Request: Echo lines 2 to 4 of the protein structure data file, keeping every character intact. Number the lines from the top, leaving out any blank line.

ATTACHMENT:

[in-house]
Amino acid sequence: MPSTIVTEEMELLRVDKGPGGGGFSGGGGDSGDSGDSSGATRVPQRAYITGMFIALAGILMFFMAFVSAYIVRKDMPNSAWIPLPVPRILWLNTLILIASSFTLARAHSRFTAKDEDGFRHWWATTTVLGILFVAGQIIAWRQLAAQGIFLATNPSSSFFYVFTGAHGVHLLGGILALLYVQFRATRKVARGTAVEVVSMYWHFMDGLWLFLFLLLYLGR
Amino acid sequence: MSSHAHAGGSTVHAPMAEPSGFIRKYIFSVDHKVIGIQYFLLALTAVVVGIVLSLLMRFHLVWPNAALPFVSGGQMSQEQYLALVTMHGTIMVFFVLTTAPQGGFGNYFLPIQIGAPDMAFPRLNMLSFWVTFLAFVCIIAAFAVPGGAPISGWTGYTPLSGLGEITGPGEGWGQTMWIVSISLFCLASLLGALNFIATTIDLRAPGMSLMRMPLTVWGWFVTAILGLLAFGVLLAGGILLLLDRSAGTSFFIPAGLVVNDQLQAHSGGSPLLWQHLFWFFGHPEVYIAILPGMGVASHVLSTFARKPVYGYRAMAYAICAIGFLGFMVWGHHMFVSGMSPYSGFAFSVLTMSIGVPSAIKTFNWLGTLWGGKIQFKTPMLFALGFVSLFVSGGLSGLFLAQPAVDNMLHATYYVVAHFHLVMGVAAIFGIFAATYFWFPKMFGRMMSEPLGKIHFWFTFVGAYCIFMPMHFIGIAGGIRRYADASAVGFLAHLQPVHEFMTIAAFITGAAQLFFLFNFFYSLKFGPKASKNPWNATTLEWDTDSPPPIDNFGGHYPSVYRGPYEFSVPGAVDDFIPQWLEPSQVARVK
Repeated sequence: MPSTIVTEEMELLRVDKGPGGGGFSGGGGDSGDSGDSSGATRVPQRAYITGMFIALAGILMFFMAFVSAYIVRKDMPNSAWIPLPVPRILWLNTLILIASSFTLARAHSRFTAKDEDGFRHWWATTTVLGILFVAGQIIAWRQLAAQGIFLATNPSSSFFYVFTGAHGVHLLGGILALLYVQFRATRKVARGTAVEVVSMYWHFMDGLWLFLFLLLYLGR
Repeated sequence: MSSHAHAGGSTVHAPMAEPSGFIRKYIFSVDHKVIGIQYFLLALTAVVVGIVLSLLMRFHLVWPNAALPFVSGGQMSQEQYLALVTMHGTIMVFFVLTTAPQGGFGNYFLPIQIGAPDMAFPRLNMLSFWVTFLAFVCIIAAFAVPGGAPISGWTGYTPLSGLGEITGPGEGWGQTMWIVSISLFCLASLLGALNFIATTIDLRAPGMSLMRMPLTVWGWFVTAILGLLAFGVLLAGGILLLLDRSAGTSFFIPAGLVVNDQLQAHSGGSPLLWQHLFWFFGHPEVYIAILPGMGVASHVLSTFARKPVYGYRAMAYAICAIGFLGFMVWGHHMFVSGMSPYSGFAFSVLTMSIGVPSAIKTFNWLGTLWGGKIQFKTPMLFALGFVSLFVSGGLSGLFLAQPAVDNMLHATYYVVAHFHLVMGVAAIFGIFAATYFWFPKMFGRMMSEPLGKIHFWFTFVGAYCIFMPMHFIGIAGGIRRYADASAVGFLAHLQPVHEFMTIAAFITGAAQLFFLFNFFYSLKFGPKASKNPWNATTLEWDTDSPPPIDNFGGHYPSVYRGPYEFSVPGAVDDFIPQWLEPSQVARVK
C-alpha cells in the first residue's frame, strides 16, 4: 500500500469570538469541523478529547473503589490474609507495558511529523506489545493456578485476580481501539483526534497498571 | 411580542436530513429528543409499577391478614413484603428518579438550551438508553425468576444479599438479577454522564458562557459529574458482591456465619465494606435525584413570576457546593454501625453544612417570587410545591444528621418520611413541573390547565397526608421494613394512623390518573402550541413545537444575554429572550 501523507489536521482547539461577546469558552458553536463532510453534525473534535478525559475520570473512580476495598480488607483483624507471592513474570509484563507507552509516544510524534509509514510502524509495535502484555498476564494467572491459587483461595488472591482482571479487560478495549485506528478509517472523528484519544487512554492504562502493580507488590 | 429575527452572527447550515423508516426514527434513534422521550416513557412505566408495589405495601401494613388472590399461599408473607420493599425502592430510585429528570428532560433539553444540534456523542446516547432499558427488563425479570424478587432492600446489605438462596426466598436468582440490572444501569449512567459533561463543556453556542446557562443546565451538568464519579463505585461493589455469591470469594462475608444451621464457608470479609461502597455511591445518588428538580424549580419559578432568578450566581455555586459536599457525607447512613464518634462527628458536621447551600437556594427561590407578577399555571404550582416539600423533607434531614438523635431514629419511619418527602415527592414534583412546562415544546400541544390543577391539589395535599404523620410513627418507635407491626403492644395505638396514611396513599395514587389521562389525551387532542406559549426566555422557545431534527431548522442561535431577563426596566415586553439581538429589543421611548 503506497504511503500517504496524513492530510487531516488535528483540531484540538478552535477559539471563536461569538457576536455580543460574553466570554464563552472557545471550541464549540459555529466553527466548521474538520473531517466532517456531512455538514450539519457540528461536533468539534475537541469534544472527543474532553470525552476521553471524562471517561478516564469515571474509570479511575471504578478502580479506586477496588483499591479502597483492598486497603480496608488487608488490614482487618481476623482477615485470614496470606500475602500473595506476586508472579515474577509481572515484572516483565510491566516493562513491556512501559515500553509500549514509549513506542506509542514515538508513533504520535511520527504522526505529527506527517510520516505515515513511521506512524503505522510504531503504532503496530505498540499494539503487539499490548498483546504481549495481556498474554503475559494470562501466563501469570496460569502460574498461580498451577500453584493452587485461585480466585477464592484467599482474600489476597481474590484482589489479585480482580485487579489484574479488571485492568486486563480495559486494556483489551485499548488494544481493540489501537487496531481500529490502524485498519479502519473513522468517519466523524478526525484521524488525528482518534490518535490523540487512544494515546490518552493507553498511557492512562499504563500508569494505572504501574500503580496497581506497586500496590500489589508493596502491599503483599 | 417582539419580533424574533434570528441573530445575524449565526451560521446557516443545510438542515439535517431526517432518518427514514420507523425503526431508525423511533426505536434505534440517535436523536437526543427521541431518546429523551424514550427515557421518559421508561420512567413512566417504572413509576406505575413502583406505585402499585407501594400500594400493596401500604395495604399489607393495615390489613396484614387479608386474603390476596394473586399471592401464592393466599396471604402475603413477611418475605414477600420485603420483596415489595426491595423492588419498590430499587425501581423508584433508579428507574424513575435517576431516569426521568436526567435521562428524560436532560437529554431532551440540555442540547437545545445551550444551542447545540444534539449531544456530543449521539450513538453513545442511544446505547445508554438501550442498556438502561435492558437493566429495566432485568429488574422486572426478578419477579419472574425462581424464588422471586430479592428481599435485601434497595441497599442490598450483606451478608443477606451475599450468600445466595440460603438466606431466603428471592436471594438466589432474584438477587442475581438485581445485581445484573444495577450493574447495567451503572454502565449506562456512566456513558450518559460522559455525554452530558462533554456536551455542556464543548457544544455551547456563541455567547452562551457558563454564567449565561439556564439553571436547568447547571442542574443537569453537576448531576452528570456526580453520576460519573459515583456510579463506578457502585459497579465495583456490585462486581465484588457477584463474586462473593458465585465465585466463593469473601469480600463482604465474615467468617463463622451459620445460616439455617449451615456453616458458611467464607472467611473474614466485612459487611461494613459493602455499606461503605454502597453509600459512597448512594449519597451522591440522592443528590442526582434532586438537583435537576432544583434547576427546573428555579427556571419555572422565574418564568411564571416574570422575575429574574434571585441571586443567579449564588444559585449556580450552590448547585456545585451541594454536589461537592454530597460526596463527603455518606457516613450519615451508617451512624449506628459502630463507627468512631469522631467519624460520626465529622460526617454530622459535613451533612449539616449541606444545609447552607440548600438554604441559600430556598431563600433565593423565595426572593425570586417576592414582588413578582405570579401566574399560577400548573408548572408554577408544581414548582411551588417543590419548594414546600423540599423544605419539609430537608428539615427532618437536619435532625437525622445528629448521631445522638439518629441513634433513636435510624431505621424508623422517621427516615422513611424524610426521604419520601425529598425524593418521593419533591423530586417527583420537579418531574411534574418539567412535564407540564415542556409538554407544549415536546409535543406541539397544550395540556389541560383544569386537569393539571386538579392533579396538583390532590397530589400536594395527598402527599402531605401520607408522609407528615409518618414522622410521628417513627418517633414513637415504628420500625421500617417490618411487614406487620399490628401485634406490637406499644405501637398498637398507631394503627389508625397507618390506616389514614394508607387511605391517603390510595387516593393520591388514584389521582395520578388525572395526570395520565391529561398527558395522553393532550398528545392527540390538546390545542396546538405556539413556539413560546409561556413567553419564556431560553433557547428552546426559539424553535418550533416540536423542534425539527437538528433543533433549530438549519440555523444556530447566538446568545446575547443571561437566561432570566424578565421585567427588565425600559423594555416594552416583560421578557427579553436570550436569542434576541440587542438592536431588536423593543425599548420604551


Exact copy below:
Amino acid sequence: MPSTIVTEEMELLRVDKGPGGGGFSGGGGDSGDSGDSSGATRVPQRAYITGMFIALAGILMFFMAFVSAYIVRKDMPNSAWIPLPVPRILWLNTLILIASSFTLARAHSRFTAKDEDGFRHWWATTTVLGILFVAGQIIAWRQLAAQGIFLATNPSSSFFYVFTGAHGVHLLGGILALLYVQFRATRKVARGTAVEVVSMYWHFMDGLWLFLFLLLYLGR
Amino acid sequence: MSSHAHAGGSTVHAPMAEPSGFIRKYIFSVDHKVIGIQYFLLALTAVVVGIVLSLLMRFHLVWPNAALPFVSGGQMSQEQYLALVTMHGTIMVFFVLTTAPQGGFGNYFLPIQIGAPDMAFPRLNMLSFWVTFLAFVCIIAAFAVPGGAPISGWTGYTPLSGLGEITGPGEGWGQTMWIVSISLFCLASLLGALNFIATTIDLRAPGMSLMRMPLTVWGWFVTAILGLLAFGVLLAGGILLLLDRSAGTSFFIPAGLVVNDQLQAHSGGSPLLWQHLFWFFGHPEVYIAILPGMGVASHVLSTFARKPVYGYRAMAYAICAIGFLGFMVWGHHMFVSGMSPYSGFAFSVLTMSIGVPSAIKTFNWLGTLWGGKIQFKTPMLFALGFVSLFVSGGLSGLFLAQPAVDNMLHATYYVVAHFHLVMGVAAIFGIFAATYFWFPKMFGRMMSEPLGKIHFWFTFVGAYCIFMPMHFIGIAGGIRRYADASAVGFLAHLQPVHEFMTIAAFITGAAQLFFLFNFFYSLKFGPKASKNPWNATTLEWDTDSPPPIDNFGGHYPSVYRGPYEFSVPGAVDDFIPQWLEPSQVARVK
Repeated sequence: MPSTIVTEEMELLRVDKGPGGGGFSGGGGDSGDSGDSSGATRVPQRAYITGMFIALAGILMFFMAFVSAYIVRKDMPNSAWIPLPVPRILWLNTLILIASSFTLARAHSRFTAKDEDGFRHWWATTTVLGILFVAGQIIAWRQLAAQGIFLATNPSSSFFYVFTGAHGVHLLGGILALLYVQFRATRKVARGTAVEVVSMYWHFMDGLWLFLFLLLYLGR